CISPA Passed, which will give the government power to spy on your internet communiacations, US troops on the ground in the middle east, 10b arms deal to Israel, Saudis, UAE, Afghan opium up, more issues at Fukushima, Reuters goofed on Soros obituary.
A funny thing happens during the 24/7 news cycle in the headlong rush of a breaking news story: people become fixated on one story to the exclusion of everything else. Of course, that is exactly what happened with the developments in Boston this week. Since there is nothing I could say here that you won't have already heard in triplicate (and likely several hours ago) by the time you read this, why don't we turn our attention to some of the unreported stories that have slipped under the radar during the Boston bombing coverage? After all, the powers-that-shouldn't-be are well aware of how to use these types of events as sleights-of-hand to distract the public from moves being made elsewhere on the political chessboard.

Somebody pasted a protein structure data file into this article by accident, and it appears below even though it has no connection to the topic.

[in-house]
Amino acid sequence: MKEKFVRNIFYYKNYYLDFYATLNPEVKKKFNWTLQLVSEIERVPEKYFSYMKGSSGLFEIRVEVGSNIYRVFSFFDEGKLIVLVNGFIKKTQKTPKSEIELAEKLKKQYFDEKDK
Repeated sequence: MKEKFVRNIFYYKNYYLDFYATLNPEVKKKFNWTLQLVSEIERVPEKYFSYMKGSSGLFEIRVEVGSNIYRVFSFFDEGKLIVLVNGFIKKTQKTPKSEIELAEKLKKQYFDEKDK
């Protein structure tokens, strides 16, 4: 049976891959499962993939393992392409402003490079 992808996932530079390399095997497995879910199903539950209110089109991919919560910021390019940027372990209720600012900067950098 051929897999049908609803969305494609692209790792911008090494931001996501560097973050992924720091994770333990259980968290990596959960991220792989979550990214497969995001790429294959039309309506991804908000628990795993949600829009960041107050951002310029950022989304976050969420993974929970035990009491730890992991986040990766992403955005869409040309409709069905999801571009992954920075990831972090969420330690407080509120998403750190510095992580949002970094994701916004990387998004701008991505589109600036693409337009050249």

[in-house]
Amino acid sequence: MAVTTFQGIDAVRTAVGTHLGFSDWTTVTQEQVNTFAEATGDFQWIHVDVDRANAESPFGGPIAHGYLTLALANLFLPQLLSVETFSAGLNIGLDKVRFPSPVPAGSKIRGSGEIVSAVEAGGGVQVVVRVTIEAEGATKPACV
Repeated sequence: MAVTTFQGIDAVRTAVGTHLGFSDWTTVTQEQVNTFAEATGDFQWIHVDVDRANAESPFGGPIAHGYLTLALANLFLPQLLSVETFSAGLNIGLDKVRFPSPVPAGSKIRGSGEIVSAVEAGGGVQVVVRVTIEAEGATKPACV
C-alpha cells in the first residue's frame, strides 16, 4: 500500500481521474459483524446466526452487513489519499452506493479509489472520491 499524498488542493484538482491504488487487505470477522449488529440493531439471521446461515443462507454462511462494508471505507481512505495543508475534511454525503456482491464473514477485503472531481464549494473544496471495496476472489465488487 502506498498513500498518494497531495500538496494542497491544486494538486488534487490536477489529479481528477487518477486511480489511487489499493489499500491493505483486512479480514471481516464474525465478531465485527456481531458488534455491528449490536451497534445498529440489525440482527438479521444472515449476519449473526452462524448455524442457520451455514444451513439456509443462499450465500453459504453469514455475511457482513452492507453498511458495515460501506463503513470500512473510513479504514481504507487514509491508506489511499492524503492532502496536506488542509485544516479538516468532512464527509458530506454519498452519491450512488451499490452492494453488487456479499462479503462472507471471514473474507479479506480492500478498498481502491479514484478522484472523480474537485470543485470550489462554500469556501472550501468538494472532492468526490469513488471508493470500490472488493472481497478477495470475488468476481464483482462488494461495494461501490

Without further ado, let's delve into five stories you probably missed during the Boston hysteria:
1 – CISPA passed the House (again)
The Cyber Information Sharing and Protection Act (CISPA) has passed the US House of Representatives on its way to the Senate...again. It first passed the House on April 26th of last year but failed to make it through the Senate after a concerted campaign to raise public awareness rode the coattails of the SOPA/PIPA protests to get the legislation stopped.
For those who have no idea about CISPA or why it's important, the bill would provide a legal framework for facilitating real-time data sharing of customer information between websites/ISPs and the government. CISPA would allow companies to collect all manner of user information under the guise of 'monitoring cybersecurity threats' and share that data with the government, including the FBI, the NSA, and literally hundreds of other government agencies. The type of data collected could include (but would by no means be limited to) data from private communications. The fight now moves to the Senate, where wrangling over amendments to appease some of those pesky “civil liberties activists” is likely.